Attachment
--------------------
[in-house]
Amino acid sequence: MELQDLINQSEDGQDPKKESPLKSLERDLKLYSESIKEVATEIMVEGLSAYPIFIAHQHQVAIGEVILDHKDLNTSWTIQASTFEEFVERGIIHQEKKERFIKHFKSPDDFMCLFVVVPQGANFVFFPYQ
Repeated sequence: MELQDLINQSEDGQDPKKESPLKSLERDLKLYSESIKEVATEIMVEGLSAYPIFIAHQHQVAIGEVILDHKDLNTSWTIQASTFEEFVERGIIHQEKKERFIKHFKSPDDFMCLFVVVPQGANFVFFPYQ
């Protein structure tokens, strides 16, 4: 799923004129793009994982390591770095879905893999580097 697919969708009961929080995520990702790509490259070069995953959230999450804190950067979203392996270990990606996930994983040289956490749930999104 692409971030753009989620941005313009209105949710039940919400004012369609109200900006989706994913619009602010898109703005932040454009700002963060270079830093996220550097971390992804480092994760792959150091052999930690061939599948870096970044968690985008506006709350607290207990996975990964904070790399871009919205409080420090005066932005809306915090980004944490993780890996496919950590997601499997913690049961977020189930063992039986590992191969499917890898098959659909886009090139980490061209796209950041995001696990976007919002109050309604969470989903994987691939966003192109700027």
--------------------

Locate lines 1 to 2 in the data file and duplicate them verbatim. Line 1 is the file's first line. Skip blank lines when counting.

[in-house]
Amino acid sequence: MELQDLINQSEDGQDPKKESPLKSLERDLKLYSESIKEVATEIMVEGLSAYPIFIAHQHQVAIGEVILDHKDLNTSWTIQASTFEEFVERGIIHQEKKERFIKHFKSPDDFMCLFVVVPQGANFVFFPYQ